This Kilt of Many Colours by David Bleiman

Kilt cover[7458]This Kilt of Many Colours is David Bleiman’s first poetry pamphlet, out now from Dempsey & Windle.

50 pages, £8

“Reading David’s poemario transported me to dusty village squares, faint echoes of joyful gatherings still lingering around the tables outside the bars, which had in turn borne witness to violent events that shaped the identity of the people and places explored in this collection. David weaves his personal history with that of his family’s journey, in the weft and weave of the fabric that makes up his sense of self and linguistic identity. The half-remembered melodies and incantations of his grandparents are woven with the hope and tenderness of a lullaby for his own granddaughter. The reader is part of this process of handing down wisdom and words through the generations. There is a sense that as people move on, they bring their words with them unaltered, building linguistic monuments instead of physical ones. Regrets and rituals are half understood but fully felt as the reader is put in the position of the child who participates in ceremonies and hears the family stories repeated without fully comprehending them, layers of meaning gathering over the decades. Languages are expertly woven into the colourful fabric, leaving the reader with a feeling of Heimweh for places we have never visited and for languages we have never spoken. We are all made of stardust…y somos todos polvo de las estrellas. It’s a braw collection that will keep readers searching for a piece of their own identity in the multilingual mix.”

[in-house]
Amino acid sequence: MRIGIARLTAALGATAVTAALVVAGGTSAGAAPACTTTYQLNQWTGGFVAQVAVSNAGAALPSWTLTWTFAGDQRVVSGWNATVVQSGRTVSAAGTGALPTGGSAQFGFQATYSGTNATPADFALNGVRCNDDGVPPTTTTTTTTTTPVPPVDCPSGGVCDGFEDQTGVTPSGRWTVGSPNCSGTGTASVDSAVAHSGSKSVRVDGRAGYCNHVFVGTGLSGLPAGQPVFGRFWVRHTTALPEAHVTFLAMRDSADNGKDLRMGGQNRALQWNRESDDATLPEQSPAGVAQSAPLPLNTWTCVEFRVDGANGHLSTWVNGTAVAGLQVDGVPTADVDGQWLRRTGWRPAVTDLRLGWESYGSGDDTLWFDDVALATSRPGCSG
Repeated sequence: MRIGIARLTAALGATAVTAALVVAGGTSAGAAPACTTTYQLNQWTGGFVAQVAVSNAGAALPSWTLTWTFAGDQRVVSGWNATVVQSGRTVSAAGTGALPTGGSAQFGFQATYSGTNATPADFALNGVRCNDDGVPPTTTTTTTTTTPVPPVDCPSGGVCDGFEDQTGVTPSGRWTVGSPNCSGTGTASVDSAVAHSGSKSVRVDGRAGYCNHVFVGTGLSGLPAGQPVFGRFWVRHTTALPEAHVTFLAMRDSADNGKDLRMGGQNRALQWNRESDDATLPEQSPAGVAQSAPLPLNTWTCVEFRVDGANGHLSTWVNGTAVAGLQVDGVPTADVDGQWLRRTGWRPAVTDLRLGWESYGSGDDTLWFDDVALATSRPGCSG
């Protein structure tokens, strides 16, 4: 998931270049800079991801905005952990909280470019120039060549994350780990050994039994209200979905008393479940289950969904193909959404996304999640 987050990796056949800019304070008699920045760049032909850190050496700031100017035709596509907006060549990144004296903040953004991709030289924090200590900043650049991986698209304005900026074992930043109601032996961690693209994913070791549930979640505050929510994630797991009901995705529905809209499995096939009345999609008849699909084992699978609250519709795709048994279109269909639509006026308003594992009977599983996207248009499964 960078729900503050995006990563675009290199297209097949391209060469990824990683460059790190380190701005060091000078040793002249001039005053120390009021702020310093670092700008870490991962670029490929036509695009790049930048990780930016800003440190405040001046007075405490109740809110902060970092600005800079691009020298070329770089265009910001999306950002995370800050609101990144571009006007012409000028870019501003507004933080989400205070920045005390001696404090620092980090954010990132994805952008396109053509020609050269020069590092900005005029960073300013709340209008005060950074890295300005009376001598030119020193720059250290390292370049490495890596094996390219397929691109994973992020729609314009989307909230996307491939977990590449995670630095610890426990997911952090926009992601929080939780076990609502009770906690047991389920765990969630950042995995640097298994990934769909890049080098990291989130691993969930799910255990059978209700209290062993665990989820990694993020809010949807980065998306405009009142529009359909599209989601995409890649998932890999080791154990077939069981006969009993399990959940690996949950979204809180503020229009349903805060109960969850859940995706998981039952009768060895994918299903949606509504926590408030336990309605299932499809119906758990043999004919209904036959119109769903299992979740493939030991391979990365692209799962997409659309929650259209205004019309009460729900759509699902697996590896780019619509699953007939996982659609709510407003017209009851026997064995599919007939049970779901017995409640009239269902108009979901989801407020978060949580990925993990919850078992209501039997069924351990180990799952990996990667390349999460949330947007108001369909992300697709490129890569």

Cate Hamilton, educator, linguist and researcher

Lacquer wood fiddler

In Red Square grannies sweep the snow,
men with hungry eyes
come on the coach,
bribe our driver,
pull wild cats with ear flaps
from a canvas bag.

In the Lenin hills
veterans sell army caps
and all their glory badges
of a worthless war.
I need some trophy trinket
but I will not find you here

but posed and presented,
wood freezing your anguish
in the GUM department store.
Crudely made
you hold your fiddle
in a fingerless fist
and throw back your head
to a pudding bowl hat

and yet your eyes
are closed and ringed
in concentration
and the stubble on your chin
shadows a restless moon.

What is your melody,
my yidl mit’n fidl?
Who inscribed ‘Ayy’ on your base?
Who carved and shlepped you
from your shtetl?

My friend, you need to ask?
The klezmer I play for your ten roubles
is singing in your granny’s voice
and ‘Ayy’ is the cry that falls
from the roof of the burning barn

when the Cossacks ride out
in the morning.



(For a September granddaughter)

Given to light,
September sun
of southern suburbs,
catches the rowan fruits
to feed a song thrush.

As you come in
and where you go,
the rowan tree will care for you
and grow as you shall grow.

In the night, Rowan,
when you and I can’t sleep,
the poem that I planted yesterday
is fruiting clusters,
radiant red
on every branch.

Be deep, enchanting as a tree,
peaceful, persistent as a poem,
stand shelter, smiling at the door
and share your sparkling fruit
with all these hungry birds
who want to sing with you
the winter through.

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